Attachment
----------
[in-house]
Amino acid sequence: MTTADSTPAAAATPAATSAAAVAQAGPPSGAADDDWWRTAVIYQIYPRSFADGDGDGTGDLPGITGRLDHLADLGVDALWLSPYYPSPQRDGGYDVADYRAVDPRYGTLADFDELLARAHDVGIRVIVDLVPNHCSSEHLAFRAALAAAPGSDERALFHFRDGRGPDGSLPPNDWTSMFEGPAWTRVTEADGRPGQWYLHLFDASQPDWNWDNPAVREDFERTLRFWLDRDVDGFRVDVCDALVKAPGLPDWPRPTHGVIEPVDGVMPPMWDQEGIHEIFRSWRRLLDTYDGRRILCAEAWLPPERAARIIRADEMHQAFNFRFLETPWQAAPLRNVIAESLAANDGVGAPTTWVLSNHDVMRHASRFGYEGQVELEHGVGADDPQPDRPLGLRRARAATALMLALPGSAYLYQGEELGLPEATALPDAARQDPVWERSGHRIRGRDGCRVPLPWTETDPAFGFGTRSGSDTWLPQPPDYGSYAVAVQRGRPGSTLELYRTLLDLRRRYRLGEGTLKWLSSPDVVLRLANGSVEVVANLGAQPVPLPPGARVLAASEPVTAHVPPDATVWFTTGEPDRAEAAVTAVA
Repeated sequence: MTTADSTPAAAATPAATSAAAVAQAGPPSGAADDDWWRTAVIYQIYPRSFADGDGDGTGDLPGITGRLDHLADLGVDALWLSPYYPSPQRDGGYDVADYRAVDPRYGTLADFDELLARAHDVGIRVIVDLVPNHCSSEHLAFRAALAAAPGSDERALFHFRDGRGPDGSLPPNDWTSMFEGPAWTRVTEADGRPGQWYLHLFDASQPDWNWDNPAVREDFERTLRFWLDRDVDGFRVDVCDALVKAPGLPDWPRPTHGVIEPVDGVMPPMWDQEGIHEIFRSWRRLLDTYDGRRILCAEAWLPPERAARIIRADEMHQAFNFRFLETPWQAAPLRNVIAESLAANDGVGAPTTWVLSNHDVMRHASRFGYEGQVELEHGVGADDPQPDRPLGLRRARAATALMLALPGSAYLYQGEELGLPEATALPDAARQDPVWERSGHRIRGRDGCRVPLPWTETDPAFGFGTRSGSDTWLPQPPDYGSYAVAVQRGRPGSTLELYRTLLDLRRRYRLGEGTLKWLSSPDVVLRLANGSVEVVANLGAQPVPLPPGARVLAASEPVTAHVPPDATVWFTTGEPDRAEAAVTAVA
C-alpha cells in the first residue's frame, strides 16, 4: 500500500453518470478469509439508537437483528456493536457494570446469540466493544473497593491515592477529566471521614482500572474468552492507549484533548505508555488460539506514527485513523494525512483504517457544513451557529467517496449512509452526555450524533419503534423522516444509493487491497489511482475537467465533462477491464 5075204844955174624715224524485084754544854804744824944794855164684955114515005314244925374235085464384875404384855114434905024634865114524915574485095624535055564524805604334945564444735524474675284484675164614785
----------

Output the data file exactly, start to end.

[in-house]
Amino acid sequence: MTTADSTPAAAATPAATSAAAVAQAGPPSGAADDDWWRTAVIYQIYPRSFADGDGDGTGDLPGITGRLDHLADLGVDALWLSPYYPSPQRDGGYDVADYRAVDPRYGTLADFDELLARAHDVGIRVIVDLVPNHCSSEHLAFRAALAAAPGSDERALFHFRDGRGPDGSLPPNDWTSMFEGPAWTRVTEADGRPGQWYLHLFDASQPDWNWDNPAVREDFERTLRFWLDRDVDGFRVDVCDALVKAPGLPDWPRPTHGVIEPVDGVMPPMWDQEGIHEIFRSWRRLLDTYDGRRILCAEAWLPPERAARIIRADEMHQAFNFRFLETPWQAAPLRNVIAESLAANDGVGAPTTWVLSNHDVMRHASRFGYEGQVELEHGVGADDPQPDRPLGLRRARAATALMLALPGSAYLYQGEELGLPEATALPDAARQDPVWERSGHRIRGRDGCRVPLPWTETDPAFGFGTRSGSDTWLPQPPDYGSYAVAVQRGRPGSTLELYRTLLDLRRRYRLGEGTLKWLSSPDVVLRLANGSVEVVANLGAQPVPLPPGARVLAASEPVTAHVPPDATVWFTTGEPDRAEAAVTAVA
Repeated sequence: MTTADSTPAAAATPAATSAAAVAQAGPPSGAADDDWWRTAVIYQIYPRSFADGDGDGTGDLPGITGRLDHLADLGVDALWLSPYYPSPQRDGGYDVADYRAVDPRYGTLADFDELLARAHDVGIRVIVDLVPNHCSSEHLAFRAALAAAPGSDERALFHFRDGRGPDGSLPPNDWTSMFEGPAWTRVTEADGRPGQWYLHLFDASQPDWNWDNPAVREDFERTLRFWLDRDVDGFRVDVCDALVKAPGLPDWPRPTHGVIEPVDGVMPPMWDQEGIHEIFRSWRRLLDTYDGRRILCAEAWLPPERAARIIRADEMHQAFNFRFLETPWQAAPLRNVIAESLAANDGVGAPTTWVLSNHDVMRHASRFGYEGQVELEHGVGADDPQPDRPLGLRRARAATALMLALPGSAYLYQGEELGLPEATALPDAARQDPVWERSGHRIRGRDGCRVPLPWTETDPAFGFGTRSGSDTWLPQPPDYGSYAVAVQRGRPGSTLELYRTLLDLRRRYRLGEGTLKWLSSPDVVLRLANGSVEVVANLGAQPVPLPPGARVLAASEPVTAHVPPDATVWFTTGEPDRAEAAVTAVA
C-alpha cells in the first residue's frame, strides 16, 4: 500500500453518470478469509439508537437483528456493536457494570446469540466493544473497593491515592477529566471521614482500572474468552492507549484533548505508555488460539506514527485513523494525512483504517457544513451557529467517496449512509452526555450524533419503534423522516444509493487491497489511482475537467465533462477491464 5075204844955174624715224524485084754544854804744824944794855164684955114515005314244925374235085464384875404384855114434905024634865114524915574485095624535055564524805604334945564444735524474675284484675164614785